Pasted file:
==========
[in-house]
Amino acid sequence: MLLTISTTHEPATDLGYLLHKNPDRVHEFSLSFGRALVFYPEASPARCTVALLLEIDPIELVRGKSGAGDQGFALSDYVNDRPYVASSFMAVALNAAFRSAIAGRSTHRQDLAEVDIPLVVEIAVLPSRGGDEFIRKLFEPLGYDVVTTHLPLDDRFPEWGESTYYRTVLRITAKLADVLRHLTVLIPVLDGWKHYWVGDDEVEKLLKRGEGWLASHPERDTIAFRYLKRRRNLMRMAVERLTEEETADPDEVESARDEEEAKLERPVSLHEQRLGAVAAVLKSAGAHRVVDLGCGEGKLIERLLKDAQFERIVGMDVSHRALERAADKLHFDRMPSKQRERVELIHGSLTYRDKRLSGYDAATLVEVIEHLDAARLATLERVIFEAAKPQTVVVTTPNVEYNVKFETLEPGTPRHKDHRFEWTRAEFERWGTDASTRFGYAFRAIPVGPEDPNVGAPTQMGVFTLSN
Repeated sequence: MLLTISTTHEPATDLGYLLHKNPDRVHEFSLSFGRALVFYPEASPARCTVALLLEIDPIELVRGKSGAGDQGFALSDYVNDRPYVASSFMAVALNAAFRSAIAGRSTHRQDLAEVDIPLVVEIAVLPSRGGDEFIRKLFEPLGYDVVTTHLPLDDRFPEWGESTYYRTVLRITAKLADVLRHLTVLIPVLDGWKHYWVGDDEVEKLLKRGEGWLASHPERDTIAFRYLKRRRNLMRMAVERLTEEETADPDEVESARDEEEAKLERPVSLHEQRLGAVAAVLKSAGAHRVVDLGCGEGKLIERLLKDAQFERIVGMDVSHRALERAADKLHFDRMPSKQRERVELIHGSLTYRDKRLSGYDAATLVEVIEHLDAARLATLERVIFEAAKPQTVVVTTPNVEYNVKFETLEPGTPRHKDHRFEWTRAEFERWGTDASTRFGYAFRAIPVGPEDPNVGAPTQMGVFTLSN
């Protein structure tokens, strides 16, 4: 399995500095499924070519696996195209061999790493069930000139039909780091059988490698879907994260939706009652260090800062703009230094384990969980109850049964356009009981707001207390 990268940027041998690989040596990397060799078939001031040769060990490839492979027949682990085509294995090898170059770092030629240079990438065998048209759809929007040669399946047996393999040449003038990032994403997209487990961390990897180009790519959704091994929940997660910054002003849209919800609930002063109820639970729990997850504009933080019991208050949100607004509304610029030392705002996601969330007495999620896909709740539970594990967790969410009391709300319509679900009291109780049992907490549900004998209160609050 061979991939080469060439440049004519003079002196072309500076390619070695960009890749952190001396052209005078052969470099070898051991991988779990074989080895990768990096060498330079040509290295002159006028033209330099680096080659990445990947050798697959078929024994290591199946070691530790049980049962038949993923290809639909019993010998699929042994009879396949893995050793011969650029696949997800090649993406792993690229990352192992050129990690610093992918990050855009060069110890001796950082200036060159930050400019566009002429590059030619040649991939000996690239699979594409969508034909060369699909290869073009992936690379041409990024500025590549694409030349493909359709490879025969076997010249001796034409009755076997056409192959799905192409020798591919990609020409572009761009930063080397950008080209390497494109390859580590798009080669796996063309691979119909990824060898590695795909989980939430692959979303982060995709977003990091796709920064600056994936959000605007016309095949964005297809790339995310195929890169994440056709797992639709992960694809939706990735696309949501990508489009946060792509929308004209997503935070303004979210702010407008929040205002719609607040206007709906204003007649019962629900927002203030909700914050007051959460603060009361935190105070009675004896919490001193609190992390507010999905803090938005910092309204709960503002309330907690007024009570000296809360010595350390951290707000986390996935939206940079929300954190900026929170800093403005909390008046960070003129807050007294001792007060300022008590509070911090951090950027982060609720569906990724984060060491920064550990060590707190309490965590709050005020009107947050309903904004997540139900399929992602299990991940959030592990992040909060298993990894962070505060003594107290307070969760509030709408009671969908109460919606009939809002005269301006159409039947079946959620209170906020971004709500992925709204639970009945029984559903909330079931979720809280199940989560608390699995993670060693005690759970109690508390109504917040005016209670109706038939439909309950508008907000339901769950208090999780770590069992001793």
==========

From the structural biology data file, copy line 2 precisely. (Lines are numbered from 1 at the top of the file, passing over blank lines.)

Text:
Amino acid sequence: MLLTISTTHEPATDLGYLLHKNPDRVHEFSLSFGRALVFYPEASPARCTVALLLEIDPIELVRGKSGAGDQGFALSDYVNDRPYVASSFMAVALNAAFRSAIAGRSTHRQDLAEVDIPLVVEIAVLPSRGGDEFIRKLFEPLGYDVVTTHLPLDDRFPEWGESTYYRTVLRITAKLADVLRHLTVLIPVLDGWKHYWVGDDEVEKLLKRGEGWLASHPERDTIAFRYLKRRRNLMRMAVERLTEEETADPDEVESARDEEEAKLERPVSLHEQRLGAVAAVLKSAGAHRVVDLGCGEGKLIERLLKDAQFERIVGMDVSHRALERAADKLHFDRMPSKQRERVELIHGSLTYRDKRLSGYDAATLVEVIEHLDAARLATLERVIFEAAKPQTVVVTTPNVEYNVKFETLEPGTPRHKDHRFEWTRAEFERWGTDASTRFGYAFRAIPVGPEDPNVGAPTQMGVFTLSN